40 years later, we can thank ‘Deliverance’ for helping launch South’s outdoor industry


The movie Deliverance forever installed the toothless redneck and “squeal like a pig” in the public consciousness. But it also helped inspire a businessman to open a rafting business on the Chattooga River. Here’s the well-written press release from loyal reader Kathi:

In 1972, four fictional Atlanta businessmen got more they bargained for when they headed out in search of adventure in the Appalachian mountains in the now-classic film Deliverance. The film promoted some less-than-flattering stereotypes of mountain people, but also inadvertently helped launch the South’s outdoor adventure industry, now thriving due in part to Jim Greiner, who started the region’s first river rafting business, Wildwater, after seeing the film’s crew on the Chattooga, on the South Carolina/Georgia border, in 1971.

At the time, river rafting was done exclusively in the West. The Appalachian wilderness was still mostly inaccessible¾leading to insolation depicted in Deliverance. Together with his wife Jeanette, Greiner, then a camp and recreation manager, took advantage of the interest he envisioned the movie would inspire to start a rafting operation on the Chattooga, bringing world-class adventure experiences to the Southeast.

The squeals heard coming from the backwoods are now likely to be expressions of delight from folks ziplining through the forest canopy or shooting the rapids on the rivers. Forty-one years later, Wildwater has expanded to four outdoor adventure centers: the Nantahala in Western North Carolina; the Pigeon on the Tennessee/North Carolina border, about 45 minutes from Asheville; the Ocoee in Tennessee; and the original Chattooga location. In addition to rafting, Wildwater adventure centers offer canoeing, kayaking, ropes courses, Jeep® exploration tours, and yurt camping. In 2009, Wildwater, now operated by Greiner’s children, Jeff and Becky, with Becky’s husband Jack Wise serving as CEO, introduced commercial ziplining to the Southeast, adding canopy tours to their four river-based adventure centers. The company launched the South’s first urban zipline in 2010, near downtown Asheville, making Wildwater one of the largest guided outdoor adventure companies in the U.S.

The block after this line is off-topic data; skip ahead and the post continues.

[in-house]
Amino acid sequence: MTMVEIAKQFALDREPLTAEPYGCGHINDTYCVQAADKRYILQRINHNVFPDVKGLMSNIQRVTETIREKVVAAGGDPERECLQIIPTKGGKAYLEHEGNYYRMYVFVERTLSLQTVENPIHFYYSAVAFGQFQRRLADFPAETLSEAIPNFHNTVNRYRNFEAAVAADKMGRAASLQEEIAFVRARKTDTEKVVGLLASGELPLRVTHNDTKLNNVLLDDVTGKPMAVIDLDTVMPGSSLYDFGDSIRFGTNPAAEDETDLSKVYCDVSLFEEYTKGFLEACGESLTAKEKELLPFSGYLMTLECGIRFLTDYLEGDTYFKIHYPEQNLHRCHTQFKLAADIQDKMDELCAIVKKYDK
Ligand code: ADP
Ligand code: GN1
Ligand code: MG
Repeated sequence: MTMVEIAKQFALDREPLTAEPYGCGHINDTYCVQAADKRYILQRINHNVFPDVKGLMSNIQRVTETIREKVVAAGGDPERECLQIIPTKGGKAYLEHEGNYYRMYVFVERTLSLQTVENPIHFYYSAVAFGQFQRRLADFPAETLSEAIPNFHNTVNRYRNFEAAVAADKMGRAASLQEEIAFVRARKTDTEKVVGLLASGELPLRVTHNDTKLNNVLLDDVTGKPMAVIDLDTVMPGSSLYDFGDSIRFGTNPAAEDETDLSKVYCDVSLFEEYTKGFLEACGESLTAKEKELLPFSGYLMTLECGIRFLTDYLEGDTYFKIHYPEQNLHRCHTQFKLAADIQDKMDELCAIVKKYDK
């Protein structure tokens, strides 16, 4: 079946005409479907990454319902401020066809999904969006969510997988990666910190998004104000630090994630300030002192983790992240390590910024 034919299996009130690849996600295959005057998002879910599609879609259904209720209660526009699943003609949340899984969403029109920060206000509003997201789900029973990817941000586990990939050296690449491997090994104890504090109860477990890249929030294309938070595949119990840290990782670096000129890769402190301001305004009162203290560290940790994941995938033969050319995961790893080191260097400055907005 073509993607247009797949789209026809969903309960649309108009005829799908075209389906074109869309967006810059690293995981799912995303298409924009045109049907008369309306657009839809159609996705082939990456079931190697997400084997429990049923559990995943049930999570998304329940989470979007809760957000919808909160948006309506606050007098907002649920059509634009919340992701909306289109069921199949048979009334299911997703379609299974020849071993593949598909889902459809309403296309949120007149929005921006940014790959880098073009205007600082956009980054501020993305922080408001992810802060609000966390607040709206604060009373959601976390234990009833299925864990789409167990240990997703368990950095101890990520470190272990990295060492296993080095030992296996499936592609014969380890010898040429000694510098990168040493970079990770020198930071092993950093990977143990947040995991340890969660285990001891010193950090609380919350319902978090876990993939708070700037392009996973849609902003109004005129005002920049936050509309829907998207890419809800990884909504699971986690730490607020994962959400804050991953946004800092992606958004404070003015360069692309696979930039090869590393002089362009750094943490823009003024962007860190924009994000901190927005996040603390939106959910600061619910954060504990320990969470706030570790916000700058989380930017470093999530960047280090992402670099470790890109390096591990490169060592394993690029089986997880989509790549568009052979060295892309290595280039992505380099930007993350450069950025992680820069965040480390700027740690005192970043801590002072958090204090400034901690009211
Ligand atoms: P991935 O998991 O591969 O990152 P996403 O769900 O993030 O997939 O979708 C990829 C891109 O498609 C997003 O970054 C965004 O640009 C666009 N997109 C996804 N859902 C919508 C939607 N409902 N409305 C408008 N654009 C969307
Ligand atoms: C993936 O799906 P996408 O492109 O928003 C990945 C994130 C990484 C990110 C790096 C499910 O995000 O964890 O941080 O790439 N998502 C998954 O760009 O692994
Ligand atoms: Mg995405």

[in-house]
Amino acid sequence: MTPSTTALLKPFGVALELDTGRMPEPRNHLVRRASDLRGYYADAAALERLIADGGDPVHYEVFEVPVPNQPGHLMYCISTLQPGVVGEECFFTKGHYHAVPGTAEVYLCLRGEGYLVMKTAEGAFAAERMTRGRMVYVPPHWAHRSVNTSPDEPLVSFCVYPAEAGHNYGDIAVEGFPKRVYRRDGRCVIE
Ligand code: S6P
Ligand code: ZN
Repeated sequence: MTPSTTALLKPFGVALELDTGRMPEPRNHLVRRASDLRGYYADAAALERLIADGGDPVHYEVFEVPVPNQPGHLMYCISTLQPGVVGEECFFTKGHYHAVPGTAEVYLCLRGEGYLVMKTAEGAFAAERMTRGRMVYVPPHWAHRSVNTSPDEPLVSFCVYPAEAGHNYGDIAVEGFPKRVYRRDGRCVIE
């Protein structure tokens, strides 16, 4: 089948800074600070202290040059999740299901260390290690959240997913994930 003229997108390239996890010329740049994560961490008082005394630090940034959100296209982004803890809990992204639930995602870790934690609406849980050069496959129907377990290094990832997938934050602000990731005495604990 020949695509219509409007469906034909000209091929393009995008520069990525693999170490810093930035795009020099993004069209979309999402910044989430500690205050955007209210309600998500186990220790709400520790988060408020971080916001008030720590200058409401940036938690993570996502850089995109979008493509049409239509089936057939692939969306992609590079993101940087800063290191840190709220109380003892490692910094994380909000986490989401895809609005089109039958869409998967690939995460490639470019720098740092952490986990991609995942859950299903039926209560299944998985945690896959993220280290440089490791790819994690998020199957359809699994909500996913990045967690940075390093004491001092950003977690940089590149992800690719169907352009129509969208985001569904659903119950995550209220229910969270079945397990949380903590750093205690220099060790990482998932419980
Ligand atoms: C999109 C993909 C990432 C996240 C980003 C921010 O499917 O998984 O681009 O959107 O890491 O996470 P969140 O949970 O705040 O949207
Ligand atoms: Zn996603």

According to a 2009 Outdoor Foundation report, 46 percent of Southerners participate in outdoor activities each year, and most youth are introduced to outdoor adventures through their families. Outdoor adventure is one of the biggest tourism draws in Southern Appalachia, and Wildwater has created day-trip as well as overnight adventures that were once only offered in other regions of the country.

“This area offers unparalleled beauty and the chance to truly experience the wilderness,” says Wise, whose daughter Cricket is being groomed as the next generation to run the family business. “We give folks a chance to enjoy that in a way that’s fun, challenging, and accessible to all ages.”  Wildwater not only provides all equipment necessary to raft, paddle, or zip high over the area’s rugged scenery, but also to appreciate it from cabins or yurts equipped with beds, electricity, and many other comforts of home. It’s a far cry from the gritty Appalachia depicted in Deliverance 40 years ago thanks to the Greiner family’s continual innovation and commitment to showing visitors the best the region has to offer.

For more information about Wildwater or to make reservations, visit www.wildwater.info or call (877) 247-5535.

Image link for Deliverance photo.